London exhibitions

Last weekend Sean was attending a grueling Karate weekend in Scotland, which gave me ample time to visit London, and a couple of exhibitions that I knew he could not be bothered about.

I started the day off early to make my way over to Portobello Market before it would get too crowded to see the antique shops and stalls – and see for myself what the jig was all about. Sean and I had been at Portobello before, mysteriously every single time on a Sunday – whilst all the antique and secondhand dealers are out on a Saturday! Dang! I did manage to find a few nice things within budget, a LOT of thing were very overpriced if you would plan to sell them on and I was happy that a lot of the dealer were willing to haggle. I ended up coming away with 2 antique human glass eyes, a blue and a brown one, both which I chose because of the nice realistic coloration and veining – and a bone turned pull. I initially thought it to be a thread holder, but the seller thought it might have been a chord puller for an early electrical appliance or servant caller. Either way, it’s a good shape and I adore the heavy stained lines of the material on the smooth sides.

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I continued to the Science Museum at Exhibition Road to see the RPS exhibition: ‘Drawn by Light’ which celebrates photography in many different forms. There are many famous old images on display, as well as Talbot’s ‘mousetrap’ cameras and more recent work by well-known RPS members. Each room has been given a theme, room 1 is continuity and change, room 2 optimism and progress, room 3 personal vision.

It was beautiful to see some of the images of the old maters that are so rarely on display and the marvel at the quality of a print that has been preserved for well over a 100 years. I have been inspired to seek out information on other printing processes where the Vivex, autochromes and colour carbon printing take the forefront. I know that the curators tried to tie some images / themes together, but I have to admit that it was altogether too easy to forget that and admire the work directly in front of one’s face. Some of the images are rather small though and when it gets busy, you may struggle to move around at your own pace.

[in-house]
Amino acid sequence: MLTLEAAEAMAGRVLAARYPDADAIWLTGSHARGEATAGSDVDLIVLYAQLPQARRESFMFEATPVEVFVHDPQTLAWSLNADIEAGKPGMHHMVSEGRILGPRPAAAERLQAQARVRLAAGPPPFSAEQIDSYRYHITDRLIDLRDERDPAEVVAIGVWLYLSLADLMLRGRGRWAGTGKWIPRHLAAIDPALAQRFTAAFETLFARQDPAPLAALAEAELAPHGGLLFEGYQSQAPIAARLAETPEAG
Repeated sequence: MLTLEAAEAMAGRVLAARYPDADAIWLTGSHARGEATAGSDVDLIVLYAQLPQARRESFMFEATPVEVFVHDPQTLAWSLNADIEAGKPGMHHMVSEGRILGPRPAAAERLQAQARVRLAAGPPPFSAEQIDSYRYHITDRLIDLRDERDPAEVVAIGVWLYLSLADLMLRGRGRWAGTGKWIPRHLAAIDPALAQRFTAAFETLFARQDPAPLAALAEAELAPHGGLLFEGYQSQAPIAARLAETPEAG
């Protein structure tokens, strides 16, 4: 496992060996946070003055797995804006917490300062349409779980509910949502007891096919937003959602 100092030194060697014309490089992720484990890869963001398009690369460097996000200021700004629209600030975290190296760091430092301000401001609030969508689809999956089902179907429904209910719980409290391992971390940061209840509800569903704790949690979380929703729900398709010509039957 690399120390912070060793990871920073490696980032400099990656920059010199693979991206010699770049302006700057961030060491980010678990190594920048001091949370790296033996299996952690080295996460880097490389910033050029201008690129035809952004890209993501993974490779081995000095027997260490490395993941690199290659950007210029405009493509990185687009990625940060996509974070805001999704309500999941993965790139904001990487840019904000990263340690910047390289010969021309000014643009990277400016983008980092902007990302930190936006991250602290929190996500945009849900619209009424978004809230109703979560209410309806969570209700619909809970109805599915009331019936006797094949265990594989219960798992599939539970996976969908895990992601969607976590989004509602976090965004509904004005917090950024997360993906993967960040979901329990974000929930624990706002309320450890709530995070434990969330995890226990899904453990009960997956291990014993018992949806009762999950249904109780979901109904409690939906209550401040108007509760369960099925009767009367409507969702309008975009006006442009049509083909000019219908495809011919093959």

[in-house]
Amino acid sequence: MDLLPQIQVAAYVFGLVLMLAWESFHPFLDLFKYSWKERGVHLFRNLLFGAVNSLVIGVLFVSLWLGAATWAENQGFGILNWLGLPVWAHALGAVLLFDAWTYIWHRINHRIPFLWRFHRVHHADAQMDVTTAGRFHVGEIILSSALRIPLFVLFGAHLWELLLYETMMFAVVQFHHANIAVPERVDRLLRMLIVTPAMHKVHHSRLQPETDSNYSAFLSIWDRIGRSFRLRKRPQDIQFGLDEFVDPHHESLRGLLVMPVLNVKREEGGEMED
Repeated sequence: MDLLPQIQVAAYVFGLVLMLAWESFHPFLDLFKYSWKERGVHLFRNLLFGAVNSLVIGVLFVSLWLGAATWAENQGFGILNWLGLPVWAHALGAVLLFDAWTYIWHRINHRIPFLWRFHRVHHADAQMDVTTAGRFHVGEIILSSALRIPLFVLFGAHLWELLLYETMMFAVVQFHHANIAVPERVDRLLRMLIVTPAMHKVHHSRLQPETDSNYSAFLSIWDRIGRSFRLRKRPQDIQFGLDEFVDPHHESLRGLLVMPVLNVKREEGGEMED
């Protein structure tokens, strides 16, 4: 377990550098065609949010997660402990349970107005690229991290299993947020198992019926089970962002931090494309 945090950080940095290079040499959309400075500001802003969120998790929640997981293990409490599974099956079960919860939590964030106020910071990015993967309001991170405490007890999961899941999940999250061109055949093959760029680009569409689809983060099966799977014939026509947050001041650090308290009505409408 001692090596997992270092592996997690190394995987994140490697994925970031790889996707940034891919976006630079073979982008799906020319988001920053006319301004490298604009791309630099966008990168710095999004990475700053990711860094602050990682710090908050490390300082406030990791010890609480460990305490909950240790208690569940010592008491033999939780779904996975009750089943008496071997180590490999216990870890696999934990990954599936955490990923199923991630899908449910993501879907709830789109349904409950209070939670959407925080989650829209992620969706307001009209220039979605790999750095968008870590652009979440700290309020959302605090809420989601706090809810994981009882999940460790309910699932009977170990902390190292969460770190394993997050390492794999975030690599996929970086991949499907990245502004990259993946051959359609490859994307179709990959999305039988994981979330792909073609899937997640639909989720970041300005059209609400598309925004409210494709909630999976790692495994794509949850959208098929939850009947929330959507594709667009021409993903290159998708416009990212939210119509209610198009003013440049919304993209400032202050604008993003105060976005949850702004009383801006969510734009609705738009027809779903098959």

Should you be interested to go and see it for yourself, Drawn by Light runs to March 1st, 2015 at the Science Museum (2nd Floor)

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Right next to it, there was an exhibition of Nick Hedges’ photography for Shelter. His images, taken in the last 60’s – early 70’s of slums in the UK were quite impressive. There is just no way to imagine people actually living like that, with children, whilst government officials know of their situation. It is therefore quite sad that you know that there are plenty of people today is similar – or even worse!- situations, making the work of Shelter and other voluntary organisations like them, all the more valuable.

Nick Hedges’ images can be seen to March 2015.

 

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The Victoria and Albert museum, better known as the V&A, is located across the street from the Science Museum and my trek after lunch was a short one. I went in to queue up for a ticket for the wedding dress exhibition. Sean and I have been engaged for a few months now, and the pull of some gorgeous dresses to gawk at was just too strong!  The oldest dresses on show were stunning – with a mesmerizing amount of detailed handwork, my favourite one being a dress from around the 1900’s, with bows of pearls sewn all over the skirts. Upstairs my favourite dresses were actually Kate Moss’ dress by John Galliano (I was as shocked as you are, I don’t like her media persona!), Gareth Pugh for Katie Shillingford, Flower Bomb by Ian Stuart, ‘Jean’ by Temperley and a creation by Ian Cooper and Marcel Aucoin. They were quite strict in the ‘no photography’ regulation enforcement, so I kept my nose clean for once. Thank goodness these dresses have all been photographed extensively elsewhere!

IMAG0309dress designed by Charles Frederick Worth, circa 1880 - V&A

john galliano for Kate Moss

gareth pugh for katie shillingford

Flower bomb by Ian Stuart - V&A

Jean Dress by Julian Marshall - V&AIan & Marcel - pleating and rubber on tule

The Wedding Dress exhibition runs to the 15th of March, 2015.

As a last port of call I went to Liberty, as I had never seen this iconic British department store. One of my friends has worked there a while ago and the stories were always most wonderful – but it was not until I would see a TV show about Liberty that I was reminded to go and see it for myself. And I have to say, the building is great, the location is great, most of their merchandise is great… if I could afford any of it hahaha! I spent a little time browsing the vintage department and even though the selection was quite good, again, the prices were not of a nature to tempt me in the slightest. That’s what you get from going to too many carboot sales! 😀

 

 

 

 

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